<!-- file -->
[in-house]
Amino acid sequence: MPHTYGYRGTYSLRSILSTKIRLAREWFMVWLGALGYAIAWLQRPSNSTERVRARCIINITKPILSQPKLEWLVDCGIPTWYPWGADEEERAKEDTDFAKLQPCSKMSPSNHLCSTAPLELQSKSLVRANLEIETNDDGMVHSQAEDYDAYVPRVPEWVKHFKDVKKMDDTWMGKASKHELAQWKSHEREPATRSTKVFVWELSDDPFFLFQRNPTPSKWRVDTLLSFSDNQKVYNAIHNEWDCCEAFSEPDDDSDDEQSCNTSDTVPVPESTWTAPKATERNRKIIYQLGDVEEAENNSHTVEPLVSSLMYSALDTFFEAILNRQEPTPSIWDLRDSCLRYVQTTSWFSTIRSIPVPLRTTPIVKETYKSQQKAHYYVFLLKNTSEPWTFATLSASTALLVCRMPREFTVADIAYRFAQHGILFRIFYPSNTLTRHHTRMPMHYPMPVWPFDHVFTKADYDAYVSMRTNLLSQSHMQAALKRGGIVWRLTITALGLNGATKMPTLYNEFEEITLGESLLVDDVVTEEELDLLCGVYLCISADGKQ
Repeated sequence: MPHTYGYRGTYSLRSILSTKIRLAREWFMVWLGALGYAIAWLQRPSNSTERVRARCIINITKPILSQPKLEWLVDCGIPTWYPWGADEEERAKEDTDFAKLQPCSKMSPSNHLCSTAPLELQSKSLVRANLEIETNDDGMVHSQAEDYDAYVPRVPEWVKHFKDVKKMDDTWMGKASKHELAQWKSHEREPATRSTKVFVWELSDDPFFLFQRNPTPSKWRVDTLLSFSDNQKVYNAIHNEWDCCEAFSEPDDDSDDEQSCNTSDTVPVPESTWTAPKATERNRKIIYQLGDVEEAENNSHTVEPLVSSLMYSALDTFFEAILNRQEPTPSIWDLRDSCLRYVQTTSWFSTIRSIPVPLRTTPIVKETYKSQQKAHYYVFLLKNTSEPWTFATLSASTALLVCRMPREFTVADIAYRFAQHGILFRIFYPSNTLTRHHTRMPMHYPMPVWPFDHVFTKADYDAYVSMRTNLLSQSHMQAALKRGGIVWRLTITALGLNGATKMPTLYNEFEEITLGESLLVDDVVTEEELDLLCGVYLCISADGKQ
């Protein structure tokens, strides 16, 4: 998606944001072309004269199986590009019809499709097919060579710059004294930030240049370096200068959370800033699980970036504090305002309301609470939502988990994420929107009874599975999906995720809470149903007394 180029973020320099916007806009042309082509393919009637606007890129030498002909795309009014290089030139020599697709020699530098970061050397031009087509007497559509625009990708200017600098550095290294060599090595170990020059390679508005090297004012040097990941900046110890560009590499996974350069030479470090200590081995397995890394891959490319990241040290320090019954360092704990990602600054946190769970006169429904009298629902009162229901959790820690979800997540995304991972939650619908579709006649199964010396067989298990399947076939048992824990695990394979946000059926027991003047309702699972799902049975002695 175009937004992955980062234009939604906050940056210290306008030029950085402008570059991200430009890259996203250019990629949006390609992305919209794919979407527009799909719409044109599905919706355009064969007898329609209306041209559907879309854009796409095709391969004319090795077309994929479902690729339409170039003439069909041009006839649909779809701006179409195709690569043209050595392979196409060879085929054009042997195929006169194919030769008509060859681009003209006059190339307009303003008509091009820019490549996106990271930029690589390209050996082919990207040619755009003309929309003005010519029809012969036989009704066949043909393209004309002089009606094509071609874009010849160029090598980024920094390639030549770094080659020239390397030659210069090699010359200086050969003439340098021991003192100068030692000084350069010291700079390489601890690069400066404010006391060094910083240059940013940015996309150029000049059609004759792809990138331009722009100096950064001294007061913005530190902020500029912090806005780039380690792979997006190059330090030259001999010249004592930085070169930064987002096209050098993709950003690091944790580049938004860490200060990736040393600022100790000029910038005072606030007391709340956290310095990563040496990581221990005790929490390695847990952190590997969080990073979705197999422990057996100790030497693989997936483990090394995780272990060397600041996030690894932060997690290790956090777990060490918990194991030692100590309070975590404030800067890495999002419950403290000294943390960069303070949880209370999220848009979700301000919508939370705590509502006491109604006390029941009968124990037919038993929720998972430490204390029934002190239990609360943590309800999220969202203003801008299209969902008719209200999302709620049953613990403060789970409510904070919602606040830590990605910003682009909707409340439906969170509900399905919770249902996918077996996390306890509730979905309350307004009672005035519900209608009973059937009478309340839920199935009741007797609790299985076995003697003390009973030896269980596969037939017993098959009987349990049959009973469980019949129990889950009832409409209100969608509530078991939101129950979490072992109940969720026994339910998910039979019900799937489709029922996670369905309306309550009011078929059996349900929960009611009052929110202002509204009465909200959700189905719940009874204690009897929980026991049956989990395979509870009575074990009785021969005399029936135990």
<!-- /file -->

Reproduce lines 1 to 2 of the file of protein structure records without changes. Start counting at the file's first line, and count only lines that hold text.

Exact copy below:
[in-house]
Amino acid sequence: MPHTYGYRGTYSLRSILSTKIRLAREWFMVWLGALGYAIAWLQRPSNSTERVRARCIINITKPILSQPKLEWLVDCGIPTWYPWGADEEERAKEDTDFAKLQPCSKMSPSNHLCSTAPLELQSKSLVRANLEIETNDDGMVHSQAEDYDAYVPRVPEWVKHFKDVKKMDDTWMGKASKHELAQWKSHEREPATRSTKVFVWELSDDPFFLFQRNPTPSKWRVDTLLSFSDNQKVYNAIHNEWDCCEAFSEPDDDSDDEQSCNTSDTVPVPESTWTAPKATERNRKIIYQLGDVEEAENNSHTVEPLVSSLMYSALDTFFEAILNRQEPTPSIWDLRDSCLRYVQTTSWFSTIRSIPVPLRTTPIVKETYKSQQKAHYYVFLLKNTSEPWTFATLSASTALLVCRMPREFTVADIAYRFAQHGILFRIFYPSNTLTRHHTRMPMHYPMPVWPFDHVFTKADYDAYVSMRTNLLSQSHMQAALKRGGIVWRLTITALGLNGATKMPTLYNEFEEITLGESLLVDDVVTEEELDLLCGVYLCISADGKQ